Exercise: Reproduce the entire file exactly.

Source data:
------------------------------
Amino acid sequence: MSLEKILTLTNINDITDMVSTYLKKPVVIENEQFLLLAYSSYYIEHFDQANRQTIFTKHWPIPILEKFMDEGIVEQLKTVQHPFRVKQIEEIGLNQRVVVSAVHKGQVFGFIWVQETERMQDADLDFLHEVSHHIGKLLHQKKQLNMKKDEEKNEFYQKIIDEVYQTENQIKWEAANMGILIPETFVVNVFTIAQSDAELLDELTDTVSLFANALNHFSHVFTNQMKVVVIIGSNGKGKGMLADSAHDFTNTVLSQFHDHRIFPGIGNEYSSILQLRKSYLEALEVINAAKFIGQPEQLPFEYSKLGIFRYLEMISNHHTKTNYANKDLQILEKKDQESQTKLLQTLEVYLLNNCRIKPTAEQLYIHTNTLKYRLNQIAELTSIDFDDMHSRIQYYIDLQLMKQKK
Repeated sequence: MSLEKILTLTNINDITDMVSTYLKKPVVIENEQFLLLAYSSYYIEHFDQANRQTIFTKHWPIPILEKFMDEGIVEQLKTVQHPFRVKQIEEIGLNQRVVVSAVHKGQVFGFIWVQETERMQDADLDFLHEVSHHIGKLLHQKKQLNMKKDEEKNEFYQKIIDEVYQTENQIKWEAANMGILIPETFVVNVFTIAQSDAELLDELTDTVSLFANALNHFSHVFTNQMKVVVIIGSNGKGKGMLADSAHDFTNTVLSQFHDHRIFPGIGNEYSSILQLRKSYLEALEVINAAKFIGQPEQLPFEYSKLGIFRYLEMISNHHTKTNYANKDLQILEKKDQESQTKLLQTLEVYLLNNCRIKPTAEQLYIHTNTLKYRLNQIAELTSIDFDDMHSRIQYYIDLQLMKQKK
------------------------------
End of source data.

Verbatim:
Amino acid sequence: MSLEKILTLTNINDITDMVSTYLKKPVVIENEQFLLLAYSSYYIEHFDQANRQTIFTKHWPIPILEKFMDEGIVEQLKTVQHPFRVKQIEEIGLNQRVVVSAVHKGQVFGFIWVQETERMQDADLDFLHEVSHHIGKLLHQKKQLNMKKDEEKNEFYQKIIDEVYQTENQIKWEAANMGILIPETFVVNVFTIAQSDAELLDELTDTVSLFANALNHFSHVFTNQMKVVVIIGSNGKGKGMLADSAHDFTNTVLSQFHDHRIFPGIGNEYSSILQLRKSYLEALEVINAAKFIGQPEQLPFEYSKLGIFRYLEMISNHHTKTNYANKDLQILEKKDQESQTKLLQTLEVYLLNNCRIKPTAEQLYIHTNTLKYRLNQIAELTSIDFDDMHSRIQYYIDLQLMKQKK
Repeated sequence: MSLEKILTLTNINDITDMVSTYLKKPVVIENEQFLLLAYSSYYIEHFDQANRQTIFTKHWPIPILEKFMDEGIVEQLKTVQHPFRVKQIEEIGLNQRVVVSAVHKGQVFGFIWVQETERMQDADLDFLHEVSHHIGKLLHQKKQLNMKKDEEKNEFYQKIIDEVYQTENQIKWEAANMGILIPETFVVNVFTIAQSDAELLDELTDTVSLFANALNHFSHVFTNQMKVVVIIGSNGKGKGMLADSAHDFTNTVLSQFHDHRIFPGIGNEYSSILQLRKSYLEALEVINAAKFIGQPEQLPFEYSKLGIFRYLEMISNHHTKTNYANKDLQILEKKDQESQTKLLQTLEVYLLNNCRIKPTAEQLYIHTNTLKYRLNQIAELTSIDFDDMHSRIQYYIDLQLMKQKK